Key words

Anti-inflammatory, Ixora coccinea, Carrageenan, Paw edema, cotton pellet, Anti-histamine, Antioxidant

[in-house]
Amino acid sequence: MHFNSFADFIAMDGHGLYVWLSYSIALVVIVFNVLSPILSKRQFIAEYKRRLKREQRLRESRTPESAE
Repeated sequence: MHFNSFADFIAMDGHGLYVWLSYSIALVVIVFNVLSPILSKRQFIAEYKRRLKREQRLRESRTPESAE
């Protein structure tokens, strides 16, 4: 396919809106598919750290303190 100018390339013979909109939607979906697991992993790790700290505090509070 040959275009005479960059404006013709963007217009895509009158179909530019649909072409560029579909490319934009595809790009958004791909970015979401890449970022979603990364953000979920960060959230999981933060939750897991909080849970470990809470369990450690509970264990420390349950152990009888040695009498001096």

Inflammation plays an important role in various diseases, such as rheumatoid arthritis, atherosclerosis and asthma, which all show a high prevalence globally. During an inflammatory response, mediators, such as pro inflammatory cytokines, including interleukin IL-1, tumour necrosis factor (TNF), interferon (INF)-γ, IL-6, IL-12, IL-18 and the granulocyte macrophage colony stimulating factor, are released; this response is antagonised by anti-inflammatory cytokines, such as IL-4, IL-10, IL-13, IFN-α and the transforming growth factor. The nuclear factor- B (NF- B) transcription factor, also plays an important role in the inflammatory response by regulating the expression of various genes encoding pro inflammatory cytokines, adhesion molecules, chemokines, growth factors, and inducible enzymes such as cyclooxygenase-2 (COX-2)[1,2]. Inducible nitric oxide synthase (iNOS) and COX-2 both stimulate the production of large amounts of pro inflammatory mediators. In chronic inflammation, the negative regulatory mechanism appears to be dysfunctional. Although inflammation is primarily a protective response (for example against microorganisms, toxins or allergens), inflammation that is chronic and uncontrolled becomes detrimental to tissues [3] .Since ancient times, in various cultures worldwide, inflammatory disorders and related diseases have been treated with plants or plant derived formulations.[4,5,6,7]. The anti-inflammatory activity of several plant extracts and isolated compounds has already been scientifically demonstrated. Ixora coccinea, Linn. (Rubiaceae) is a bushy, rounded shrub found in subtropical region of Florida. Plant is grown as ornamental plant in India. It is commonly known as Rugmini (Hindi), Vedchi (Tamil), Rangon (Bengali), flame of wood (English), Bandhaka (Sanskrit). Flowers have been reported to contain tannins, lupeol, fatty acids, β-sitosterols, cycloartenol esters and flavonoids. Flowers have reported to exhibit cytotoxic, hepatoprotective and antimicrobial activity [8]. A preliminary report [9] on the anti-inflammatory effect of ethanol extract of the leaves of I. coccinea prompted us to study this effect in detail. The search for new pharmacologically active agents obtained by screening natural sources such as microbial fermentations and plant extracts has led to the discovery of many clinically useful drugs that play a major role in the treatment of human diseases. The ethnopharmacological uses as well as certain biological activities exhibited by Ixora coccinea indicate it to be a rich source of phytomedicine. Literature review revels that no work has been carried on the root of Ixora coccinea for antiinflammatory activity.